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As mentioned, this is a rather informal exploration of packaging and graphic design. The first sentence of the introduction states that it does not want to be misinterpreted as ‘anti-digital’, which I would not go as far to say that it is, but in my opinion it does have a slight inclination towards more traditional methods of design and product production, as can be noticed in the slightly romanticised view of the ‘pre digital era’. However, this topic is broached in the interviews, with many of the interviewees seeming to be rather unswayed by the developments within digital design, merchandising and production. There is more precedence given to the creative possibilities that print offers, but it is agreed that the future of design and packaging is most exciting with both technologies coexisting to create ‘mould-breaking formats’.

The in depth interviews give a detailed look in to the processes, inspiration and ideas behind the creation of the featured products. Some of these ideas have hidden meanings that would possibly be missed without previous background knowledge of the product, artist or brand. Collector’s Edition lifts the lid on some of these double meanings. For example, Stanley Donwood, best known for his work with Radiohead, created a collector’s edition for a special ‘newspaper’ for The King of Limbs, Radiohead’s eighth studio album. The idea behind the design was that the music would outlive the packaging, in-fact the very point of the packaging was that it would degrade and relay a message, “It mirrors our own decay, the way we become more wrinkly. It’s a collector’s edition you cant collect.” It is this type of hidden message, process and outcome that makes the Collector’s Edition such an interesting read.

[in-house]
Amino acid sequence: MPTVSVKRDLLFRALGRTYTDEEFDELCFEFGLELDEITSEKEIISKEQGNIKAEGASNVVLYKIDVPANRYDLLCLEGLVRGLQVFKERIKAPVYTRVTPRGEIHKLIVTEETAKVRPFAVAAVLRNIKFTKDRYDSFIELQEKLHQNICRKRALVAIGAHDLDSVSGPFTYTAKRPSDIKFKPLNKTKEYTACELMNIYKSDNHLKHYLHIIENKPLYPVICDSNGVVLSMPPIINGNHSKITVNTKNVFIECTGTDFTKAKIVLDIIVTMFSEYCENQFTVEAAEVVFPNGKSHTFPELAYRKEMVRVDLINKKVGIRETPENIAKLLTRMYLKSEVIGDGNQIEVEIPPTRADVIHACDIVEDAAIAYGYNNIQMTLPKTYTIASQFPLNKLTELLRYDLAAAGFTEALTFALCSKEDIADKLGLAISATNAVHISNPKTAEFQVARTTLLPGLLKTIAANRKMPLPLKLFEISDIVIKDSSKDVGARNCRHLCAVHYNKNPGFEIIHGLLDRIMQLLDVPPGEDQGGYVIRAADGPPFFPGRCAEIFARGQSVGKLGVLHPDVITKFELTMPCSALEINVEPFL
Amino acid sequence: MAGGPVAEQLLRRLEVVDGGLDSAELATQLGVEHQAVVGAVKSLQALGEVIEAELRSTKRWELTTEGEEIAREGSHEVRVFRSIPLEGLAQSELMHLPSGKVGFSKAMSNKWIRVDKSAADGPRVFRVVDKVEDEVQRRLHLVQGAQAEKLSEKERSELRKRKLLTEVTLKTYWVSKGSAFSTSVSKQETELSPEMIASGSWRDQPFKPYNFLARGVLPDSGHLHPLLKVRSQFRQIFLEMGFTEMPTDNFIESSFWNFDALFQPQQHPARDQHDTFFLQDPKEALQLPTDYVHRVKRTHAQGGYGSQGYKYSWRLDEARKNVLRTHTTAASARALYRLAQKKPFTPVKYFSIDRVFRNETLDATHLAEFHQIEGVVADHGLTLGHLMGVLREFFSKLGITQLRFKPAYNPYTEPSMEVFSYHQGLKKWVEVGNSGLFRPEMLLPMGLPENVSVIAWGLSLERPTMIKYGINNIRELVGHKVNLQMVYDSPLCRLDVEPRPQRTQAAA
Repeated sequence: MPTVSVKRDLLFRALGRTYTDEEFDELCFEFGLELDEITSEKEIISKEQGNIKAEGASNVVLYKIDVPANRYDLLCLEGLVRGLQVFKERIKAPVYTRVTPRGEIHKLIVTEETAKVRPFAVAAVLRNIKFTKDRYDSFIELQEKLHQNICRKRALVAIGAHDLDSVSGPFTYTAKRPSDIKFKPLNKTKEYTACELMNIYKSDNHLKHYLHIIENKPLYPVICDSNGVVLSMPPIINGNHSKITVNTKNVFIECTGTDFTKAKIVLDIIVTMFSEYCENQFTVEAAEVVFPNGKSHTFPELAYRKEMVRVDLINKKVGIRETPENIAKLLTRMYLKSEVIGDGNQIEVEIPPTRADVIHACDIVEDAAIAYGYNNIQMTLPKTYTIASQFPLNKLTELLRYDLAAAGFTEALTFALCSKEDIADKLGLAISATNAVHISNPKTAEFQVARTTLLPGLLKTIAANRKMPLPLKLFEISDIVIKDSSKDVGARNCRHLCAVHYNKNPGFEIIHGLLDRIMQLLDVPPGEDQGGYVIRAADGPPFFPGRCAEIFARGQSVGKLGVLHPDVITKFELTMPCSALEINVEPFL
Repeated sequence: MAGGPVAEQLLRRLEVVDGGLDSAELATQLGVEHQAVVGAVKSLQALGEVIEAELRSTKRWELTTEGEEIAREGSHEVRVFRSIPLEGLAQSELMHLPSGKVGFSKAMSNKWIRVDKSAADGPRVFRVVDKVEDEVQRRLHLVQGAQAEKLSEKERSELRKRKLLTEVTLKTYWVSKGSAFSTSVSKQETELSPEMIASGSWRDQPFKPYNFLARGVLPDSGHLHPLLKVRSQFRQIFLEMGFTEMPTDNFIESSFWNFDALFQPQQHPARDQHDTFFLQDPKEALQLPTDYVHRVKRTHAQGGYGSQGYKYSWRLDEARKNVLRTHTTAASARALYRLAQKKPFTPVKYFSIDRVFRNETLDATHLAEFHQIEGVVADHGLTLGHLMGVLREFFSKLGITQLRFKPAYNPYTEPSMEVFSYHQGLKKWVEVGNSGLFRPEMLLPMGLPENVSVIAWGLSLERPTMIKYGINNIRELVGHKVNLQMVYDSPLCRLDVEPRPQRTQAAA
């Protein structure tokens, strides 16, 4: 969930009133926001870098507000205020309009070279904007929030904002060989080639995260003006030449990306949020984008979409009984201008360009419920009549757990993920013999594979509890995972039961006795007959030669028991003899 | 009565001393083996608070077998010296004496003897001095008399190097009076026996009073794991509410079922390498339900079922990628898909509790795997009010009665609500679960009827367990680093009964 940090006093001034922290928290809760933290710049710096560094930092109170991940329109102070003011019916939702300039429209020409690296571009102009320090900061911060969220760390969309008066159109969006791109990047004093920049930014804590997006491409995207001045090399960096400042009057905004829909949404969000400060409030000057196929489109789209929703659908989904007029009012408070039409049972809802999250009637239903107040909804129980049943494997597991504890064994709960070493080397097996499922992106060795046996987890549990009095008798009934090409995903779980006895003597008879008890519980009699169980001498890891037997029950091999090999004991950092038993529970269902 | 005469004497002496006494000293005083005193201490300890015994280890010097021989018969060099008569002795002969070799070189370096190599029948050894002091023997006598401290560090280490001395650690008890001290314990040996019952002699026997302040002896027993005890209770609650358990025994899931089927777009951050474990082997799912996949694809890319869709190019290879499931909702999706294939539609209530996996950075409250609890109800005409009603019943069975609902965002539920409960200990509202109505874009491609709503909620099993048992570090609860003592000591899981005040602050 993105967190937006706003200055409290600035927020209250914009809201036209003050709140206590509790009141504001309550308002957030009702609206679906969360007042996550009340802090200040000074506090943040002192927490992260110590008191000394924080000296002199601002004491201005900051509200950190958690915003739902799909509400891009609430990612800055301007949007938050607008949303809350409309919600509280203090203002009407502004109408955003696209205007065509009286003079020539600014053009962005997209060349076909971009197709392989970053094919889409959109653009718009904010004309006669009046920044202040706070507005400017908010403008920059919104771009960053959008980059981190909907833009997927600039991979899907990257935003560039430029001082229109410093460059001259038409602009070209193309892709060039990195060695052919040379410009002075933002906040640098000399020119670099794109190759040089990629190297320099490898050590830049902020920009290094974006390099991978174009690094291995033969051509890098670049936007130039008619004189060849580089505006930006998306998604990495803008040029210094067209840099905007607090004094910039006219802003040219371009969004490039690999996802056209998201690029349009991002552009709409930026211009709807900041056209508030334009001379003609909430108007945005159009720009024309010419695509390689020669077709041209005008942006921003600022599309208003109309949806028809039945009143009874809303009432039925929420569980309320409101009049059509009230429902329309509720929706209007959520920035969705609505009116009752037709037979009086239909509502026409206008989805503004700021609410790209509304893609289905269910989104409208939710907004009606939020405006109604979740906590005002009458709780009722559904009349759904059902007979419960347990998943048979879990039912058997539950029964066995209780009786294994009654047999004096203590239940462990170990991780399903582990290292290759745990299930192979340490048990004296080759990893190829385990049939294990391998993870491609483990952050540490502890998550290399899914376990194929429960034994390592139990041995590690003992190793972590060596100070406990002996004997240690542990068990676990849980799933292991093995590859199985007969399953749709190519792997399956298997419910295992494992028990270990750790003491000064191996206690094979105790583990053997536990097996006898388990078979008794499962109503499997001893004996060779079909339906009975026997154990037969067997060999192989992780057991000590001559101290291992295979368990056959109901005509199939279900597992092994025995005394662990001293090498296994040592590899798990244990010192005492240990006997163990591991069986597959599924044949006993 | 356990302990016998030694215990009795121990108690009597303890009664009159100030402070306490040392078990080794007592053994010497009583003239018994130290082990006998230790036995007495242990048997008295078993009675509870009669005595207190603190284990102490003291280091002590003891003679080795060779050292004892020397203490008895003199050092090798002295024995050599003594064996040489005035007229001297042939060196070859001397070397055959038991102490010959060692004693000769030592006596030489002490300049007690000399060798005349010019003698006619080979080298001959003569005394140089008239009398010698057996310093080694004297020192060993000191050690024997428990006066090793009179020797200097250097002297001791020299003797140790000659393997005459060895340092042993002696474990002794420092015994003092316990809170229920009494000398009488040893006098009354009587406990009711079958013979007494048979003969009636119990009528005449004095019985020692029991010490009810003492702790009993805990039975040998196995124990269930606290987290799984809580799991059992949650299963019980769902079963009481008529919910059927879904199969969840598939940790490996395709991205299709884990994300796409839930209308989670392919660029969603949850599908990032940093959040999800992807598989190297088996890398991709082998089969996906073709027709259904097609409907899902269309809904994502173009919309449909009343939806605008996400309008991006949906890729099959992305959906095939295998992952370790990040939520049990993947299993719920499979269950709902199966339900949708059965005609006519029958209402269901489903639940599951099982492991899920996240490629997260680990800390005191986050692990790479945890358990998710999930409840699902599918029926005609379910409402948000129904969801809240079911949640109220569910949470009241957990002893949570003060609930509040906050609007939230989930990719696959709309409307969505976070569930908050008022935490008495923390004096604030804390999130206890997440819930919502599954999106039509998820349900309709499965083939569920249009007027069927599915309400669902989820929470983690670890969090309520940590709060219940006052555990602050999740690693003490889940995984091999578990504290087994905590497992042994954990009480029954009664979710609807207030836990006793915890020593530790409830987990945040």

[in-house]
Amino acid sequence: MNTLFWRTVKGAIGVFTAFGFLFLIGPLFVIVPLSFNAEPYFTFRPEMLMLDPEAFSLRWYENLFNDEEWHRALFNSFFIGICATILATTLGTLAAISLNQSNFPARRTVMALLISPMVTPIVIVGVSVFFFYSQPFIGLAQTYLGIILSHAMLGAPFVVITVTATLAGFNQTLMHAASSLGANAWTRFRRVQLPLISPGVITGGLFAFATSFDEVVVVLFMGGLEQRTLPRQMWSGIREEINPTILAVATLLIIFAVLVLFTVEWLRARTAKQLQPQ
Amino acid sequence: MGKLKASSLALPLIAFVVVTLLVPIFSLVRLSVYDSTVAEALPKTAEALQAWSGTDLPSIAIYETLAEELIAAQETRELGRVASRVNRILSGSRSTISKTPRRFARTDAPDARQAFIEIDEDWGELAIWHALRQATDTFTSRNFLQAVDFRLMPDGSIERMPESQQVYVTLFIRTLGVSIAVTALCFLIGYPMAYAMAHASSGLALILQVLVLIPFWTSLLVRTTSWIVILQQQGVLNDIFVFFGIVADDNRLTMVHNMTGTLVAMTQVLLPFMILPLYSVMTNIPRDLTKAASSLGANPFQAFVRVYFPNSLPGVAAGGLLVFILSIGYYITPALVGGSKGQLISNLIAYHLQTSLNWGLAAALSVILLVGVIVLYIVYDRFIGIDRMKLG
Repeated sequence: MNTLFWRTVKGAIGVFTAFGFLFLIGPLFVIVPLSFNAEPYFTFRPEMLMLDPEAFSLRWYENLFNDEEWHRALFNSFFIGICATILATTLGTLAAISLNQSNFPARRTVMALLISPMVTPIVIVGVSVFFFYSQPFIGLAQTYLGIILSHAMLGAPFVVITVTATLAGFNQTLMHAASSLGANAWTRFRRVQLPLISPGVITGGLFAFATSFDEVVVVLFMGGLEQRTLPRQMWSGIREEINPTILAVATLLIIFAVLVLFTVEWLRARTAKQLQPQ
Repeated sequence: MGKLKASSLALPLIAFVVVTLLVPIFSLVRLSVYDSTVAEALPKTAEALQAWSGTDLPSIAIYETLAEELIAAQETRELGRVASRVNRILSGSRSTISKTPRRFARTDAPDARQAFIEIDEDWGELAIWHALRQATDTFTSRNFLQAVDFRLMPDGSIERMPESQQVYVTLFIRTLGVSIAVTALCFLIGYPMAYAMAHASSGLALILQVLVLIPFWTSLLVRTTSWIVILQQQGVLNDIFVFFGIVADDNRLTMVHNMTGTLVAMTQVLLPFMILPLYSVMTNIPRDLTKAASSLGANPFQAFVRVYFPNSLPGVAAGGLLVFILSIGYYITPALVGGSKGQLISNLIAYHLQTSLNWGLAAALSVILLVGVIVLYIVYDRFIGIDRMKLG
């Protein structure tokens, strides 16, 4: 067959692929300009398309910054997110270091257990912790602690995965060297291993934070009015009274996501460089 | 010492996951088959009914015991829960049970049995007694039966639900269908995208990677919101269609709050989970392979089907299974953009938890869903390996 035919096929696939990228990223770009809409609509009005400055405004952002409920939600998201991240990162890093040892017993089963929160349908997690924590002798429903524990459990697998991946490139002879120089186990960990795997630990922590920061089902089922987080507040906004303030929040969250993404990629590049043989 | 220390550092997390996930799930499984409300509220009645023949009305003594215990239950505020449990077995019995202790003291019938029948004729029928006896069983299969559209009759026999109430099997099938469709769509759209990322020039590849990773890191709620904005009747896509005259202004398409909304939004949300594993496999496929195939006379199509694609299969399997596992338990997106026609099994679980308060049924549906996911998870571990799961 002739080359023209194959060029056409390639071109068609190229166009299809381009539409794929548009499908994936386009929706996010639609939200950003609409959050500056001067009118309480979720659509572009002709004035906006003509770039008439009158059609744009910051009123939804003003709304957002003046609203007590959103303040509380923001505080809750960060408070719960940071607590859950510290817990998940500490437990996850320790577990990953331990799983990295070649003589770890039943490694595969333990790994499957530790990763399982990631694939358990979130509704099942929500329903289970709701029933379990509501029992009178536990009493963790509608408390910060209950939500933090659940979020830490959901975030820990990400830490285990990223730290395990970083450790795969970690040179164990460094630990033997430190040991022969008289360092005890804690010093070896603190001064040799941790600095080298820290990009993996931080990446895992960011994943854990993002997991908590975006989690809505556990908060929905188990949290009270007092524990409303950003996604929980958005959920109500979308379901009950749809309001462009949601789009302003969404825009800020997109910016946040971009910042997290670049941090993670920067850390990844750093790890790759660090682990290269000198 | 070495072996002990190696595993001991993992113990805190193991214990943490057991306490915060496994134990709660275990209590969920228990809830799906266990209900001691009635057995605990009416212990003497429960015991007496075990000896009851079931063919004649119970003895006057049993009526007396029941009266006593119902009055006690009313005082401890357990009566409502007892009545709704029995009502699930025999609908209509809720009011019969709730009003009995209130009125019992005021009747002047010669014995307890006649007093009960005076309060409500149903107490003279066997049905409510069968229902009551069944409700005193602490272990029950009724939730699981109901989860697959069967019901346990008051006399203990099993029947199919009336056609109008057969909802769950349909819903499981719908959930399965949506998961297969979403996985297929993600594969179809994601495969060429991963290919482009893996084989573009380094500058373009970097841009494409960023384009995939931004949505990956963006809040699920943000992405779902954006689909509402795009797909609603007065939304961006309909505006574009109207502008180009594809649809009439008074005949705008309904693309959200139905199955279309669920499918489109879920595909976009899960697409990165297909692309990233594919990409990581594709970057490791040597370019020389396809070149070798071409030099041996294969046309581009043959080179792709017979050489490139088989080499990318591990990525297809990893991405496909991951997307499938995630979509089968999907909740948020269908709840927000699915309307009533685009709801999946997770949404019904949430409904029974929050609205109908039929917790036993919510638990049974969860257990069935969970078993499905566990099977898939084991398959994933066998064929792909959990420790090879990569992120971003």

Radiohead Interview

Many of the concepts and processes taken to develop the initial ideas for the products follow very open briefs, which allows for substantial creative freedom. This is usually due to relationships between the people involved or through an artist’s reputation. I would not say that these briefs are the model for newly graduated or aspiring artists and designers looking to research their current industry, or at least if they do so, that it is done with a certain degree of understanding.

The Collector’s Edition has a slightly traditionalist feel to it, but this is clearly a view widely shared across this current generation, and one that will surely continue to grow with the increasing interest in vinyl records, Polaroid cameras and luxury collector’s products. In my opinion the Collector’s Edition is not a direct view in to the current market of packaging and design but it is a celebration that provokes an interest in the innovative design of packaging and graphics. Hopefully, this book will be the inspiration for many more such projects to come.

As the title indicates, this book is a collector’s edition of collectors editions, it is a visual gallery of some of the finest works within the industry.

Fuel Interview Spred